Sooooo Delicious

Susan Ovenell, owner of Sooooo Hummus Factory in Temple, shows off some of the many varieties of hummus she makes and sells. The business started in Phoenix in 2016 and moved to Temple this year. She is becoming a regular at local farmers markets and sells her products online. David Stone photo

Hummus company now calls Temple home

DAVID STONE | Sept. 7, 2022

Sorry, Phoenix. It’s our hummus now.

Sooooo Hummus Factory moved its operations from Arizona to Texas in May, and the healthy snack is now made at the Temple home of Susan Ovenell. She plans to move the business to a commercial kitchen in the near future.

“Business wise, I’m kind of starting over, but I’m thrilled to be in Temple,” she said. “I’m still making the same vegan hummus that is free of gluten, oils, dairy and soy.”

“One thing I have noticed is that the flavors that are popular here aren’t necessarily the same as in Arizona,” she said. “In Phoenix, my big sellers were Cilantro-Jalapeño and Green Hatch Chile, but the most popular here seems to be Smoky Habanero. Spicy still is a big seller.“

Sooooo Hummus Factory features 11 flavors of hummus, but that number fluctuates by season. Pumpkin Pie hummus, for instance, is about to return to Ovenell’s lineup.

“I also offer dessert hummus,” she said. “Chocolate is very popular.”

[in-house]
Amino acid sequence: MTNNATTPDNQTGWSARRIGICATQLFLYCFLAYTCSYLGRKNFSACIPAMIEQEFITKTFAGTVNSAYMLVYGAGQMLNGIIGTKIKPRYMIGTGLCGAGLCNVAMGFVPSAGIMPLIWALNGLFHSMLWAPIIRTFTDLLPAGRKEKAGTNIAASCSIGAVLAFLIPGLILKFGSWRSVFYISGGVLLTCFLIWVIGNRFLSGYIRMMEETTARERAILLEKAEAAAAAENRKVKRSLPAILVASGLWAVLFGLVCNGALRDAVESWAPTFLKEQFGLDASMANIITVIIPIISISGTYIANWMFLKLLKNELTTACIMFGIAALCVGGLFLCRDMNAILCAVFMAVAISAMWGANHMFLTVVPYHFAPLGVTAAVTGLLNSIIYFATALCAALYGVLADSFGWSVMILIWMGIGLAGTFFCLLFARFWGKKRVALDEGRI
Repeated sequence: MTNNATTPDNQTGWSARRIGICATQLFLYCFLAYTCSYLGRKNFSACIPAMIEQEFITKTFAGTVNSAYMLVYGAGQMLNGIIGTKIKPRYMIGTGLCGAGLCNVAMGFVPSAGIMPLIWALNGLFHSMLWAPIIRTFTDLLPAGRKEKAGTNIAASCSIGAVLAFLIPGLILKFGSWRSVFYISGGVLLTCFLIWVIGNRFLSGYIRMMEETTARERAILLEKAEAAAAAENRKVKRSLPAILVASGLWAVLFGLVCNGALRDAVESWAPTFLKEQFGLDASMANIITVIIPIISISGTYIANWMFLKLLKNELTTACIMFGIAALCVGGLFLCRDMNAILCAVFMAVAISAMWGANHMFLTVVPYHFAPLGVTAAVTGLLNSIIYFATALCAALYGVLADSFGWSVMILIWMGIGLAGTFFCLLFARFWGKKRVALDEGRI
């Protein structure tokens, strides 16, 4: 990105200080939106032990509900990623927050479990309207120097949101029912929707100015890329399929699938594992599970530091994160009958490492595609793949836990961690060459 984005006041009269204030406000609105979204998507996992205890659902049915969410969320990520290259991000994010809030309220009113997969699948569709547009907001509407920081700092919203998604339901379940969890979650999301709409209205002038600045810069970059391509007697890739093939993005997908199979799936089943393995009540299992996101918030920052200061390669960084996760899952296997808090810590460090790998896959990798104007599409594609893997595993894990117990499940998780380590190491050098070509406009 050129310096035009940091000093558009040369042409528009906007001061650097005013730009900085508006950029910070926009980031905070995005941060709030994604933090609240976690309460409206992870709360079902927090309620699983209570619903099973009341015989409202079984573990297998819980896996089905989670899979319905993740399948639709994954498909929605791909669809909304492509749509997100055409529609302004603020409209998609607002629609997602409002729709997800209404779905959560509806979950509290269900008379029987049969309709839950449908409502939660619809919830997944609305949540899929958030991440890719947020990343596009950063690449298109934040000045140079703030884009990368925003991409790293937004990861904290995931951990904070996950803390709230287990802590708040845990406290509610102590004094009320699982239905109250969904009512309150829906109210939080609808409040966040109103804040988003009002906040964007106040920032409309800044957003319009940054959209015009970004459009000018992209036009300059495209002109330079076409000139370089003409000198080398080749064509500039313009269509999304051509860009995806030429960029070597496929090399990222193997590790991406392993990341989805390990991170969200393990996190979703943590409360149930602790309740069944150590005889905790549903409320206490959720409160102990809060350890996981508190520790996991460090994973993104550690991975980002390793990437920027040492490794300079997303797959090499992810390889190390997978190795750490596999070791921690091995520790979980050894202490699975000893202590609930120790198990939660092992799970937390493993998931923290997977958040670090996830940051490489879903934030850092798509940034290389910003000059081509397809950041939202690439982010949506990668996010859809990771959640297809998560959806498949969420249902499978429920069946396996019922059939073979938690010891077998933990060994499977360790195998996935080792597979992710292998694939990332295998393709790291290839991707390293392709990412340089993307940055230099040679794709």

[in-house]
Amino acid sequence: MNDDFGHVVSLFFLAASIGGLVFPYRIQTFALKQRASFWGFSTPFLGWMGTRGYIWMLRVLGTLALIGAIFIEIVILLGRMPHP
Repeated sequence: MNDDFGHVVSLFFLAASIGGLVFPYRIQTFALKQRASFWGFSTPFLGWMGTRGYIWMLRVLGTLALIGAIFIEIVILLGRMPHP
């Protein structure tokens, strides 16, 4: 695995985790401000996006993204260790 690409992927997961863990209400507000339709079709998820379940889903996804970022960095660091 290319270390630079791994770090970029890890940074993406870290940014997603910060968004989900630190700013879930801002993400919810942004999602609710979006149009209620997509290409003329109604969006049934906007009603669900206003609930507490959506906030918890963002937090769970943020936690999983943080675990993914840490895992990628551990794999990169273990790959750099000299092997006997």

Ovenell has hit the ground running since her move a few short months ago. She has been selling her hummus at events at FoxDog and at the monthly Farmers Market in Downtown Temple.

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Ovenell began her hummus journey in 2011 while working in a Mediterranean restaurant in Denver.

“I worked in the kitchen, and I was good at prepping food before it went to the chef,” she said. “I never really cared for hummus until I was hired and introduced to the hummus that was made in-house. The co-founder of the company was from Israel, and had a traditional recipe that had been handed down in his family. I tried making the recipe, and it was delicious.”

The restaurant grew, and so did the demand for hummus. Ovenell was moved to a commissary, which is similar to a food hall — several vendors and cafes share a common kitchen and dining room. The hummus business thrived.

“I was put in charge of producing hummus for 14 stores,” she said. “I had a small crew, and we produced pallets of hummus to be distributed to different stores.”

While classic hummus was the mainstay of the company, Ovenell began exploring with different ingredients.

Eventually, Ovenell left Denver, and five years later she accepted a food service position in Phoenix.

“Employees would bring in healthy snacks to share,” she said. “One person brought in hummus. I hadn’t made hummus in years, but was inspired to make a batch. This was the spark I needed to follow my dream to make and sell my own product.”

After creating a complete line of hummus flavors and receiving rave reviews from customers, Ovenell launched Sooooo Hummus Factory in 2016.

“I got aggressive in finding markets for my product,” she said. “I had a sales team, and we hit four farmer’s markets every Saturday. We were selling about 300 8-ounce tubs of hummus every week.”

Today, Susan is rebuilding the business here in Temple and she continues with the formula that worked so well in Arizona — farmer’s markets. But, she also is looking to get her hummus into local specialty shops.

In addition to farmer’s markets and other events, Ovenell also sells her products online at sooooohummus.com (there’s 5 o’s in sooooo).

“If you order five tubs or more, I will deliver locally,” she said.

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